How often do we find ourselves looking at fund performance tables and picking out the funds that have performed the best over the last few years?
Have we found out how much risk that fund manager took to get those returns or whether the returns are the result of an investment strategy that has now come to an end? Probably not but we all want to be in the top performing fund, so let’s invest in it.
When giving investment advice, what we do is look for the boring funds or stock. It doesn’t really matter how you get on in the good times; it’s how you get on in the bad times that will largely determine how much money you will get back in the end.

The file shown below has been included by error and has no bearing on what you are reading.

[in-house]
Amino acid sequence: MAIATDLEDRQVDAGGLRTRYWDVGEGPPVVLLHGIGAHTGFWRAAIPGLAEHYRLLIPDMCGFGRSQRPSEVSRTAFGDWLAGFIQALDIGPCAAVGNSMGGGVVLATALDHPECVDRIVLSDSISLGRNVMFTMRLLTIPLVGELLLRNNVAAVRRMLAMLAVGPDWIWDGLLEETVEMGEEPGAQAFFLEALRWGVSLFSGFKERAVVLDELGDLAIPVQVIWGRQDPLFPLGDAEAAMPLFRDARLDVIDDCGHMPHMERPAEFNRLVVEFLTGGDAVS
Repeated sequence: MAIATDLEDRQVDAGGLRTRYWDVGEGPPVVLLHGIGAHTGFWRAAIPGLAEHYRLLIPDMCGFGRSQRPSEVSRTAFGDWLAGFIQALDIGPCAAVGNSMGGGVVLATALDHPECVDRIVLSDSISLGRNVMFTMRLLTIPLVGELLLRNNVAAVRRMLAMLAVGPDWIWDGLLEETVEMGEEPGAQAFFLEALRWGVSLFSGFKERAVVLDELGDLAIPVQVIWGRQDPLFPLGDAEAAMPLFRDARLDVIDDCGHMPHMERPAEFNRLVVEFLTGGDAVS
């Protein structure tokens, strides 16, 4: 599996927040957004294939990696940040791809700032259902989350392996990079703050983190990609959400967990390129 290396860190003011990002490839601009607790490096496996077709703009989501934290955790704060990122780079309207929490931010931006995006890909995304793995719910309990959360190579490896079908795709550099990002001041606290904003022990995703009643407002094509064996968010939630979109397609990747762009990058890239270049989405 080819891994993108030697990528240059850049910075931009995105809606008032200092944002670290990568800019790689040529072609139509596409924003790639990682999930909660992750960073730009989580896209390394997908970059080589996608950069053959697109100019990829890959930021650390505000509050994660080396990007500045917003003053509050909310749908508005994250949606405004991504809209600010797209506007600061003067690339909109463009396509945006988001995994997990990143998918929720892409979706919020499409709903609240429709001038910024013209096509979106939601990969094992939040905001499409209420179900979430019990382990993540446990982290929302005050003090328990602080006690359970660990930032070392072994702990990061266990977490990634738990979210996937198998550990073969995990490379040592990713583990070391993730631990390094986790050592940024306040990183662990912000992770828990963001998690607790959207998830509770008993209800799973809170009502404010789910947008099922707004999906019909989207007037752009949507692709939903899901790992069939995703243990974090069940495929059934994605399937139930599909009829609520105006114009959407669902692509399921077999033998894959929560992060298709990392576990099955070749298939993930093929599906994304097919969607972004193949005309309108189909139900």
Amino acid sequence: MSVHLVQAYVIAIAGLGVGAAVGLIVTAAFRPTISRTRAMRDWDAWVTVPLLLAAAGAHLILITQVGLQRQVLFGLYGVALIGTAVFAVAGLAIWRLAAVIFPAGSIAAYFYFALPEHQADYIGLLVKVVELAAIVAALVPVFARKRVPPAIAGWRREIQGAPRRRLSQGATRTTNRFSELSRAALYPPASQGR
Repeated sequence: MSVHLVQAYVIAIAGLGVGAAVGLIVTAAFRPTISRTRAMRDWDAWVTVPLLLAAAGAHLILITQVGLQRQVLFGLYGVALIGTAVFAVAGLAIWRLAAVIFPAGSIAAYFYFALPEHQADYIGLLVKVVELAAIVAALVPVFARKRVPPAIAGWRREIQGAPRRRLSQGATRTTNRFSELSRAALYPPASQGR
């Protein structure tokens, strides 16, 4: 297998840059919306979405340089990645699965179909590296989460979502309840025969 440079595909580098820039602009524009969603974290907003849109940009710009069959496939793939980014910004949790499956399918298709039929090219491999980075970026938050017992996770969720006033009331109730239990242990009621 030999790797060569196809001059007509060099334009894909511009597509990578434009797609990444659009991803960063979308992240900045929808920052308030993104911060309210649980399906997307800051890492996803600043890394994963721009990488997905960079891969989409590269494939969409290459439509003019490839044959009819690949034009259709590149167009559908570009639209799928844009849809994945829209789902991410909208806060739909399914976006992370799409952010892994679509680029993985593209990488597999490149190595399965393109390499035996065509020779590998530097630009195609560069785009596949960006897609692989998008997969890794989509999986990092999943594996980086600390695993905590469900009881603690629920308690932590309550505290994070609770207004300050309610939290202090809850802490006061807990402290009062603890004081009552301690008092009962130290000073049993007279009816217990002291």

Consider the case of two investments; one returns 10% each year for 10 years. The other returns 20% for 7 of those years and falls by 20% for the other 3 (the sequence of when the falls occur is irrelevant, the result is the same). Which investment do you think does better? The first investment outperforms the second one by 41% over 10 years.
But which one do you think everyone wants to invest in? The one that can brag about having greater returns for 70% of the time or can show huge short term annualised returns?
Investing is a long term strategy, especially pension funding. It is the consistent, boring funds that will get you where you want to go. Remember that next time you’re looking at those fund performance tables.